IDEAS home Printed from https://ideas.repec.org/p/nbr/nberwo/4056.html
   My bibliography  Save this paper

A Theory of Persistent Income Inequality

Author

Listed:
  • Steven N. Durlauf

Abstract

This paper explores the dynamics of income inequality by studying the evolution of human capital investment and neighborhood choice for a population of families. Parents affect the conditional probability distribution of their children's income through the choice of a neighborhood in which to live. Neighborhood location affects children through two mechanisms. First, the level of education depends on the total income of a neighborhood, as all school funding is determined by majority voting. Human capital markets are incomplete as neighborhoods cannot borrow to supplement tax revenues available for education. Second, the conditional probability distribution of individual-specific productivity shocks is affected by the income distribution within a neighborhood. This dependence reflects cultural influences such as the presence in a community of successful role models. These forces interact to endogenously stratify the economy as families segregate themselves into economically homogeneous neighborhoods. Our model has two important features. First, starting from identical initial conditions, families can exhibit different long term income levels, leading to persistent income inequality. Second, areas of permanent poverty can emerge endogenously in a growing economy as neighborhood-wide feedback effects transmit poverty across generations.

Suggested Citation

  • Steven N. Durlauf, 1992. "A Theory of Persistent Income Inequality," NBER Working Papers 4056, National Bureau of Economic Research, Inc.
  • Handle: RePEc:nbr:nberwo:4056
    Note: EFG
    as

    Download full text from publisher

    File URL: http://www.nber.org/papers/w4056.pdf
    Download Restriction: no
    ---><---

    Other versions of this item:

    References listed on IDEAS

    as
    1. Abhijit V. Banerjee & Andrew F. Newman, 1991. "Risk-Bearing and the Theory of Income Distribution," Review of Economic Studies, Oxford University Press, vol. 58(2), pages 211-235.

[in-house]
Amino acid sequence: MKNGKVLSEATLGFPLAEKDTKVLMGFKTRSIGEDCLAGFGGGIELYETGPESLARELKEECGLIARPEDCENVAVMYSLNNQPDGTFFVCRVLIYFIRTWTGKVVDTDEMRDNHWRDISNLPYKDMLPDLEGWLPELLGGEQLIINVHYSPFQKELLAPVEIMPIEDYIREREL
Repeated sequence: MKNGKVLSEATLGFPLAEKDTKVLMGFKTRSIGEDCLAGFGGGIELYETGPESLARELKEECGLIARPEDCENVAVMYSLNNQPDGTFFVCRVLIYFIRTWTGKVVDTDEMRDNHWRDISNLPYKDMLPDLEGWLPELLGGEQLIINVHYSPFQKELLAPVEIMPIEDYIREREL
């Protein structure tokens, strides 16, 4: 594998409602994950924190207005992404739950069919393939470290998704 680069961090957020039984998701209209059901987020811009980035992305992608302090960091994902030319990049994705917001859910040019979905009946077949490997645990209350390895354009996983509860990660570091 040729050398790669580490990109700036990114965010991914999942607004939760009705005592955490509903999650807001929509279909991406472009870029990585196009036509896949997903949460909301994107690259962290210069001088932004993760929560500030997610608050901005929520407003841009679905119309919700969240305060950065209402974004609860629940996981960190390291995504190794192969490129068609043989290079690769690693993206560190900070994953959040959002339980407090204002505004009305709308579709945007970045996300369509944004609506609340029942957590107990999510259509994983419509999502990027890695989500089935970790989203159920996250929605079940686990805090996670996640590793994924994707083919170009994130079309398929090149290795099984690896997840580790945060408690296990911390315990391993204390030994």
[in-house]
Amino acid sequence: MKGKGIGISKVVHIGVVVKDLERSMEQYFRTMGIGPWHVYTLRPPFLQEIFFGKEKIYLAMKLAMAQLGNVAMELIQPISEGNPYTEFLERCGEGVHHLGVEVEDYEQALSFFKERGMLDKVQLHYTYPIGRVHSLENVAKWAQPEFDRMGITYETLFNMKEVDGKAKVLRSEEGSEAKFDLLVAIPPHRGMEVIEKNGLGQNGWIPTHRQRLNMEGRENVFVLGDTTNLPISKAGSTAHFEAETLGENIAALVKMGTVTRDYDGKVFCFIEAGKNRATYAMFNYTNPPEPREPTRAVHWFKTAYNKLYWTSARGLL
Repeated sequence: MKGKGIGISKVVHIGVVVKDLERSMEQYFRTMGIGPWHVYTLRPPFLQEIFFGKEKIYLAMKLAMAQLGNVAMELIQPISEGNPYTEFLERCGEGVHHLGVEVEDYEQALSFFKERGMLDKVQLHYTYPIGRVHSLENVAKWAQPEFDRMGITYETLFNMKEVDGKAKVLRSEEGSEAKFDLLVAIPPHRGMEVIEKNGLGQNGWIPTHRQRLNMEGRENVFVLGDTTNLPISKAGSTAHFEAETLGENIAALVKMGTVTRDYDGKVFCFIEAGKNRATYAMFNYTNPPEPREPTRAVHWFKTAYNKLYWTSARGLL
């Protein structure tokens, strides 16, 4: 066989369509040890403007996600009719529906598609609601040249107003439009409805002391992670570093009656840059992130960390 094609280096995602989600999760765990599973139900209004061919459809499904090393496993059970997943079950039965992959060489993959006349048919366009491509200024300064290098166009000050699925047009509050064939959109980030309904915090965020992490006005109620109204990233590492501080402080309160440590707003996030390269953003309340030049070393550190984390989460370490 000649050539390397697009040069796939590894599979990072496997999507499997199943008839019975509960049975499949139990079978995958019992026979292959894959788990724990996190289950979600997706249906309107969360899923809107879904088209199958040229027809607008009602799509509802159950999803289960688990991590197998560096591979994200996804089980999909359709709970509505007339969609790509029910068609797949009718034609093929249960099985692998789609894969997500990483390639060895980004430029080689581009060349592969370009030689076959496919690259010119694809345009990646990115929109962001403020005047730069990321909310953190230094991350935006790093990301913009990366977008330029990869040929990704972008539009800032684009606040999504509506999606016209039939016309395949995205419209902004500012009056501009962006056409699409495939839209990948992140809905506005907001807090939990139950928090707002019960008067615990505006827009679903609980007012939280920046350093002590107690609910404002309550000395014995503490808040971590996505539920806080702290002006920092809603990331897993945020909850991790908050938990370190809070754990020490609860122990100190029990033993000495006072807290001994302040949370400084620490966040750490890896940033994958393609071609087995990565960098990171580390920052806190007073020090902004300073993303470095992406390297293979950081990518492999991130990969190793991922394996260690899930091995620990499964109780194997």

2. George E. Johnson & Frank P. Stafford, 1973. "Social Returns to Quantity and Quality of Schooling," Journal of Human Resources, University of Wisconsin Press, vol. 8(2), pages 139-155.
    3. David Card & Alan Krueger, 1990. "Does School Quality Matter? Returns to Education and the Characteristics of Public Schools in the United States," Working Papers 645, Princeton University, Department of Economics, Industrial Relations Section..
    4. Russell Cooper & Andrew John, 1988. "Coordinating Coordination Failures in Keynesian Models," The Quarterly Journal of Economics, Oxford University Press, vol. 103(3), pages 441-463.
    5. Loury, Glenn C, 1981. "Intergenerational Transfers and the Distribution of Earnings," Econometrica, Econometric Society, vol. 49(4), pages 843-867, June.
    6. Card, David & Krueger, Alan B, 1992. "Does School Quality Matter? Returns to Education and the Characteristics of Public Schools in the United States," Journal of Political Economy, University of Chicago Press, vol. 100(1), pages 1-40, February.
    7. Steven N. Durlauf, 1993. "Nonergodic Economic Growth," Review of Economic Studies, Oxford University Press, vol. 60(2), pages 349-366.
    8. Murphy, Kevin M & Shleifer, Andrei & Vishny, Robert W, 1989. "Industrialization and the Big Push," Journal of Political Economy, University of Chicago Press, vol. 97(5), pages 1003-1026, October.
    9. Oded Galor & Joseph Zeira, 1993. "Income Distribution and Macroeconomics," Review of Economic Studies, Oxford University Press, vol. 60(1), pages 35-52.
    10. Streufert, Peter, 2000. "The Effect of Underclass Social Isolation on Schooling Choice," Journal of Public Economic Theory, Association for Public Economic Theory, vol. 2(4), pages 461-482.
    11. Westhoff, Frank, 1977. "Existence of equilibria in economies with a local public good," Journal of Economic Theory, Elsevier, vol. 14(1), pages 84-112, February.
    12. Mary Jo Bane & David T. Ellwood, 1986. "Slipping into and out of Poverty: The Dynamics of Spells," Journal of Human Resources, University of Wisconsin Press, vol. 21(1), pages 1-23.
    13. Solon, Gary, 1992. "Intergenerational Income Mobility in the United States," American Economic Review, American Economic Association, vol. 82(3), pages 393-408, June.
    14. Schelling, Thomas C, 1969. "Models of Segregation," American Economic Review, American Economic Association, vol. 59(2), pages 488-493, May.
    15. Becker, Gary S & Tomes, Nigel, 1979. "An Equilibrium Theory of the Distribution of Income and Intergenerational Mobility," Journal of Political Economy, University of Chicago Press, vol. 87(6), pages 1153-1189, December.
    16. Mary Corcoran & Roger H. Gordon & Deborah Laren & Gary Solon, 1989. "Effects of Family and Community Background on Men's Economic Status," NBER Working Papers 2896, National Bureau of Economic Research, Inc.
    17. Roberts, Kevin W. S., 1977. "Voting over income tax schedules," Journal of Public Economics, Elsevier, vol. 8(3), pages 329-340, December.
    18. Glomm, Gerhard & Ravikumar, B, 1992. "Public versus Private Investment in Human Capital Endogenous Growth and Income Inequality," Journal of Political Economy, University of Chicago Press, vol. 100(4), pages 818-834, August.
    19. Larry E. Jones & Rodolfo Manuelli, 1990. "A Convex Model of Equilibrium Growth," NBER Working Papers 3241, National Bureau of Economic Research, Inc.
    20. repec:fth:prinin:265 is not listed on IDEAS